Sat August 4, 2012 2:01pm
BIG Tobacco, vexatious litigants and the commonwealth could all pay more to use the nation's courts under reforms designed to offer "legal off-ramps" out of the court system.
Attorney-General Nicola Roxon, speaking at a NSW Bar Association conference in Sydney on Saturday, said changes to court fee structures could encourage heavy users to resolve legal matters more quickly or stay out of the courts altogether, freeing up resources for needy groups and individuals.
"There are too many litigants and lawyers alike who expect all legal disputes will be settled at the end of a long and extensive courtroom brawl, instead of a sensible and timely out-of-court process," she told the room of lawyers and judges.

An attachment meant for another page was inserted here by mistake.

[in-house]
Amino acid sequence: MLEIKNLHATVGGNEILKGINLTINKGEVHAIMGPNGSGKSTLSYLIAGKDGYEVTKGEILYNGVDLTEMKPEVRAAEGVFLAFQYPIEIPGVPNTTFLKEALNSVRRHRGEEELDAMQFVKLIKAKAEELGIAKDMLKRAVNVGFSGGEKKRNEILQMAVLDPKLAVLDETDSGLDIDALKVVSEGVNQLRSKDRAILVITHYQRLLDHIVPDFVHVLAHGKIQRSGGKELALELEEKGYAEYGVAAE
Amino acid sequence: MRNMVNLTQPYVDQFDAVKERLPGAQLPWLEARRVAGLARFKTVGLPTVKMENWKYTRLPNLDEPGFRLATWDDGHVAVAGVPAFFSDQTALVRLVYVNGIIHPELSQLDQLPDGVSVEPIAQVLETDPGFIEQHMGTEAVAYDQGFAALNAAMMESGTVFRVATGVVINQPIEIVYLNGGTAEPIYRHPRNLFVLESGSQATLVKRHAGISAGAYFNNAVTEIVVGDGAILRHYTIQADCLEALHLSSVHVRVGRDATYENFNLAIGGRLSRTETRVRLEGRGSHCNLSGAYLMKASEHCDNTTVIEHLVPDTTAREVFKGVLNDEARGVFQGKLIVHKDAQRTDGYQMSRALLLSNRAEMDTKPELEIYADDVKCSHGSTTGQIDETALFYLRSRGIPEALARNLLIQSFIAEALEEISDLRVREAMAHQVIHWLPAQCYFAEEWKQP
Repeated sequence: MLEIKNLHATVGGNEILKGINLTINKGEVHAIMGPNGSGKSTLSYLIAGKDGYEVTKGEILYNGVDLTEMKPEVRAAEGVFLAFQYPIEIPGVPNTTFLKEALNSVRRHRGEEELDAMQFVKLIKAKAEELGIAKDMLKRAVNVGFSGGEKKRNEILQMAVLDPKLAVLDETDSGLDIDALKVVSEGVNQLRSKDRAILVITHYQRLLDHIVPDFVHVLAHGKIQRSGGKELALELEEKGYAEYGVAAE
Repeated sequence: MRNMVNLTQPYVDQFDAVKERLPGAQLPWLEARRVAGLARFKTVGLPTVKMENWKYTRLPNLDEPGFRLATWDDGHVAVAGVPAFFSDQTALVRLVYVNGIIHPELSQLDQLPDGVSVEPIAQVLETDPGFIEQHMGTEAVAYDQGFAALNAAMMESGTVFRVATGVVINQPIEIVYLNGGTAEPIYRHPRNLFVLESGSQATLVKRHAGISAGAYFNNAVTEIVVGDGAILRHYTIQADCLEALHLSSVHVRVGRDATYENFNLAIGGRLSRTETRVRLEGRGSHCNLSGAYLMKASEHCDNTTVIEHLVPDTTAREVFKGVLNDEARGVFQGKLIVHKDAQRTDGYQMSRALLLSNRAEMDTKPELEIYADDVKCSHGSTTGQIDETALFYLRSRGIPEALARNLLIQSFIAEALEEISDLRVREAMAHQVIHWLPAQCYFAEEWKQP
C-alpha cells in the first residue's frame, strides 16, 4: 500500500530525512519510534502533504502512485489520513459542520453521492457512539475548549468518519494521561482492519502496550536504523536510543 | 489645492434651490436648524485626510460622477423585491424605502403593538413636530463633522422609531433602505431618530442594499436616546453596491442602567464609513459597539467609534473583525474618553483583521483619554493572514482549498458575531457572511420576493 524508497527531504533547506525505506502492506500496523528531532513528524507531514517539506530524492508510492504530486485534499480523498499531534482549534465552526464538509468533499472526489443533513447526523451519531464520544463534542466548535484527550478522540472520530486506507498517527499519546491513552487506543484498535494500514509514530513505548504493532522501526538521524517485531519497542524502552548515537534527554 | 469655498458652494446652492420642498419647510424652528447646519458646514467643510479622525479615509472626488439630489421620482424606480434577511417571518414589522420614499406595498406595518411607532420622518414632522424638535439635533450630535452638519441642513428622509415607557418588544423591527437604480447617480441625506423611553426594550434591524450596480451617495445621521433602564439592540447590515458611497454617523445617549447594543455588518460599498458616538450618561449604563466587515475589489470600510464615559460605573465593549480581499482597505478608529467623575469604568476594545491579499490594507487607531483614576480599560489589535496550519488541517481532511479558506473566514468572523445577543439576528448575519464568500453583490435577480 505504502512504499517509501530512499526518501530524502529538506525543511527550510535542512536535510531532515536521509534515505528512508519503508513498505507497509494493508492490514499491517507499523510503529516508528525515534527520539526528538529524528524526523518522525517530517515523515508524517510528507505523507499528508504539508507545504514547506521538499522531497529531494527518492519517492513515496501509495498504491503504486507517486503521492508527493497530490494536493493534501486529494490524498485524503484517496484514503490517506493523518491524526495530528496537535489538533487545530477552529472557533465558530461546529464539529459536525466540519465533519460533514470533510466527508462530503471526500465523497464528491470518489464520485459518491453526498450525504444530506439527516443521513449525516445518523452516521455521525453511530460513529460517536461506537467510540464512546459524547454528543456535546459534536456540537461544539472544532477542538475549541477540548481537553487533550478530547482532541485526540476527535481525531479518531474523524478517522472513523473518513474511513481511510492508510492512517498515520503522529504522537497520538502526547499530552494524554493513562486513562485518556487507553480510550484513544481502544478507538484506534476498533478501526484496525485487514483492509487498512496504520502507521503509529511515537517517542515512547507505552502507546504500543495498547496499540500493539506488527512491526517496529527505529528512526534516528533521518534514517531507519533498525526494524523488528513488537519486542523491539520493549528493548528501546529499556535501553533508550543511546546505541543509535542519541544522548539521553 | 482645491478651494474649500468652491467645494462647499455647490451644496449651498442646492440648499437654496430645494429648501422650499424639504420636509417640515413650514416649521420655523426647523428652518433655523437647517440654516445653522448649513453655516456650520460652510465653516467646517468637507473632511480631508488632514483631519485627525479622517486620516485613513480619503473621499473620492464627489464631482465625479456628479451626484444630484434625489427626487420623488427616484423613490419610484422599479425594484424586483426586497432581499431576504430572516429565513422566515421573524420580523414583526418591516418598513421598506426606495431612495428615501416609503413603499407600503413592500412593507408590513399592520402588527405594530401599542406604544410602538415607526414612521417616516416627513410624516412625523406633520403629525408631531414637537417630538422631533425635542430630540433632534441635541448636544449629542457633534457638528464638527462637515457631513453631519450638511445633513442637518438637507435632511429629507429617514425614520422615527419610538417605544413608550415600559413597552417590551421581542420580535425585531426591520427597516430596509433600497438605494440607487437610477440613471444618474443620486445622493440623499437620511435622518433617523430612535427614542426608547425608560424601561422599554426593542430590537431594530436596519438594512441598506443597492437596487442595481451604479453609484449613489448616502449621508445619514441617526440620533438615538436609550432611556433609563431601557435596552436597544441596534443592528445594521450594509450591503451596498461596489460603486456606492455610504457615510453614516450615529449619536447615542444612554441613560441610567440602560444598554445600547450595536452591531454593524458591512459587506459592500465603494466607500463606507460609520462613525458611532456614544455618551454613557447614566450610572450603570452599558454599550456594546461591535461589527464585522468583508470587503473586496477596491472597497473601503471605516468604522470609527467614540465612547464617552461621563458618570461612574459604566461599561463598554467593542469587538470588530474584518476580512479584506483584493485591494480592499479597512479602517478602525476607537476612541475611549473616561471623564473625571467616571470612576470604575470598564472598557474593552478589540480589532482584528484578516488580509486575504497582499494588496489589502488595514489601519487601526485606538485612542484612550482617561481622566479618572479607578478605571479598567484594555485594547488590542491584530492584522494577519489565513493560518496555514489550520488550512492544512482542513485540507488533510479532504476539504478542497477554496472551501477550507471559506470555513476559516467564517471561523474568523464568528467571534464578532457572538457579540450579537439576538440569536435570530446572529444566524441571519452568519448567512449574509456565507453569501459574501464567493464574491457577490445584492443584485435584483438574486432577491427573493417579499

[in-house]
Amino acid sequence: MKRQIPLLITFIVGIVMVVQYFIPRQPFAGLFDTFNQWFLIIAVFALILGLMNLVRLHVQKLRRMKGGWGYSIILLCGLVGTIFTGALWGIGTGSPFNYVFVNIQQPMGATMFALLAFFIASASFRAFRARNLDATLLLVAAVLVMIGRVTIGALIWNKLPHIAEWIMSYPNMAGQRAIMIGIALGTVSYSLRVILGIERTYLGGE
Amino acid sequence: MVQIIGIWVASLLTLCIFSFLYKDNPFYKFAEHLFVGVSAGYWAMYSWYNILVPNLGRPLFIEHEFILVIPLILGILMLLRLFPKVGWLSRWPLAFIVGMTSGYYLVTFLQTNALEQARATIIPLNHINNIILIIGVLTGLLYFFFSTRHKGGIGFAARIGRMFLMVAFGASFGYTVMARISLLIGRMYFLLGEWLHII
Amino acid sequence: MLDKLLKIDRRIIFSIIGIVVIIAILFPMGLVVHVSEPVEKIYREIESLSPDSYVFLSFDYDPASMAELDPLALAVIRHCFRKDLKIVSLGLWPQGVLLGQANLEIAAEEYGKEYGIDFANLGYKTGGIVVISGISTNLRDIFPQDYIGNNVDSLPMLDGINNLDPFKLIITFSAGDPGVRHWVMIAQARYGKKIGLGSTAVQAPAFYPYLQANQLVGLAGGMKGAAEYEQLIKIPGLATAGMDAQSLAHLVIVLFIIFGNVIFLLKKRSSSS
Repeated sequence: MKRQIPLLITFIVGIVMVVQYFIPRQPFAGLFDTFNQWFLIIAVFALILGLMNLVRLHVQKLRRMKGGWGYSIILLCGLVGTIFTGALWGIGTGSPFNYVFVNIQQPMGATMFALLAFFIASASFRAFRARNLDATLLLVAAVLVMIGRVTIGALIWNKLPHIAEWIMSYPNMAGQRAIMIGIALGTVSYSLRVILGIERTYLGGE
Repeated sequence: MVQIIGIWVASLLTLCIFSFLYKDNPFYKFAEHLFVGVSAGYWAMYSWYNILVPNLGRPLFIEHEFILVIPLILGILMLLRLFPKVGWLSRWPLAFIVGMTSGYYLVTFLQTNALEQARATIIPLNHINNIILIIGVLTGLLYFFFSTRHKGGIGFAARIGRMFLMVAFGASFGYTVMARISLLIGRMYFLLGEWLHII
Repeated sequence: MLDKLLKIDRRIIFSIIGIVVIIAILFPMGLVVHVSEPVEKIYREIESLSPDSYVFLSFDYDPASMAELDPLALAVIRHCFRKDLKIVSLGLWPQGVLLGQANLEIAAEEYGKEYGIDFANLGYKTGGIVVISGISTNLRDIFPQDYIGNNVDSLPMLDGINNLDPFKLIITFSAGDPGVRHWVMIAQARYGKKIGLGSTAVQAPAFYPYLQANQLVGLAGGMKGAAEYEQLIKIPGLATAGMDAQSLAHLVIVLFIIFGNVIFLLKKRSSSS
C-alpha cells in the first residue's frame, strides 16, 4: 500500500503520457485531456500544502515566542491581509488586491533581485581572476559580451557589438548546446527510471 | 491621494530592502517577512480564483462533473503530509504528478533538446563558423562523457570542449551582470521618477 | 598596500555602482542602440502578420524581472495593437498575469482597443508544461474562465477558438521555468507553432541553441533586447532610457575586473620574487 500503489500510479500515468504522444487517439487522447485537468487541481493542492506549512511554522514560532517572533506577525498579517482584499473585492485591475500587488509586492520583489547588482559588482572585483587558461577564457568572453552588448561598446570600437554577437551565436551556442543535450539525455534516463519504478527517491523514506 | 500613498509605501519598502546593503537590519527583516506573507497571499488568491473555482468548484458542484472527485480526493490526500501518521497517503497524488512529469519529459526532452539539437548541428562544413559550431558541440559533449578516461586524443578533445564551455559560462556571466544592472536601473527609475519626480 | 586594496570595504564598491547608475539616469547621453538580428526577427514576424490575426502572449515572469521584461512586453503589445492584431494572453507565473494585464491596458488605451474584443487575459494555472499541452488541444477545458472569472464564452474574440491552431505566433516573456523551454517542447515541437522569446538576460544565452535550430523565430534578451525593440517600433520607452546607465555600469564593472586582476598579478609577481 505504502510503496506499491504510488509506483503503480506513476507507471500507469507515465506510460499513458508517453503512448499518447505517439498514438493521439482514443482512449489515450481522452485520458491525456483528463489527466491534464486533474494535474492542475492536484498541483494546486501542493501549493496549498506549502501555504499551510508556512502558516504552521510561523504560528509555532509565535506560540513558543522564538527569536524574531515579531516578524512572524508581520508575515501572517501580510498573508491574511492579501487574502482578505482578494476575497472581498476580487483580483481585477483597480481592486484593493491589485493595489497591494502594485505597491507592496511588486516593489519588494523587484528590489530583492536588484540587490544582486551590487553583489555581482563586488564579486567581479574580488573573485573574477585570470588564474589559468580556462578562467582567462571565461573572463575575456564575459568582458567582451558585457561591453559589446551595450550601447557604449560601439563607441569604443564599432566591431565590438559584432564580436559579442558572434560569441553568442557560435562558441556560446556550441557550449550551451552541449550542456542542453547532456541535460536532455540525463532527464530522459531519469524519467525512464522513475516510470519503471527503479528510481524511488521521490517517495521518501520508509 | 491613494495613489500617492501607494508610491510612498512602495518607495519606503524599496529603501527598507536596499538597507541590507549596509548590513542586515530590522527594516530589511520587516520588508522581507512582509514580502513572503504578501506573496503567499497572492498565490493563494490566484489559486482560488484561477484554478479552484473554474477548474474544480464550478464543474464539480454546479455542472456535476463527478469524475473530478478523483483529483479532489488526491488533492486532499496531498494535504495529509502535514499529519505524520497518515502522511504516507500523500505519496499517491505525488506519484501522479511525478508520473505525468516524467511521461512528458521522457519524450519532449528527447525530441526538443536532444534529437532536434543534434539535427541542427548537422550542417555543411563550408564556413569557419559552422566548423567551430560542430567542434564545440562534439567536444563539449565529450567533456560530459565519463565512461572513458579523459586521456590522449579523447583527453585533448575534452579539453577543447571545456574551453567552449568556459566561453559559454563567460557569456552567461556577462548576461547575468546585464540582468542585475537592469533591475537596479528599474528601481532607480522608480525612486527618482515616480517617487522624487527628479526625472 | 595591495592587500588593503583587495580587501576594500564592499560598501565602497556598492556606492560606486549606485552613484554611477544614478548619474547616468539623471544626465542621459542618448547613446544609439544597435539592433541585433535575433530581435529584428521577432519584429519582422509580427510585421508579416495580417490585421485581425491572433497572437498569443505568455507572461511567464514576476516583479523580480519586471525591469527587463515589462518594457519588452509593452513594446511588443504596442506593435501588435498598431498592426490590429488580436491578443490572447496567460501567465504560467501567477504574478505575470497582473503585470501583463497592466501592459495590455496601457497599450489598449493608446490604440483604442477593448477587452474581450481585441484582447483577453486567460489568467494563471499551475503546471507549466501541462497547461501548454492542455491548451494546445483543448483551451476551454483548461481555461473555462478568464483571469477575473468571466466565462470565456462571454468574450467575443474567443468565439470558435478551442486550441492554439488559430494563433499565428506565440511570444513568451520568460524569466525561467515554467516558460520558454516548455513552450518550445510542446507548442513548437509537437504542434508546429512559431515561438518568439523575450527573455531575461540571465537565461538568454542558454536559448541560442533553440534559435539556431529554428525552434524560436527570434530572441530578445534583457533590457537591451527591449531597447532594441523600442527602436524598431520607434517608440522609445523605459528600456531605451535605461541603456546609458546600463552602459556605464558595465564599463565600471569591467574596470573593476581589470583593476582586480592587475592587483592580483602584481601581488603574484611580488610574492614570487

"It may be because 'I'll see you in court' sounds so much more exciting than 'I'll see you in alternative dispute resolution'.
"But we really have to get beyond this Hollywood view of what being in the legal system is like."
The government recovered only about 15 per cent of the cost of running the court system through the current fee structure, she said.
But she stressed a review of fee structures would not pave the way for a cost recovery model.
"We want people who use the court often to contribute a little bit more to the cost of running the courts," she told reporters after her address.
"That will catch big corporations who use the courts a lot, and I use Big Tobacco as an example because they're extremely litigious, but the commonwealth uses the courts a lot too."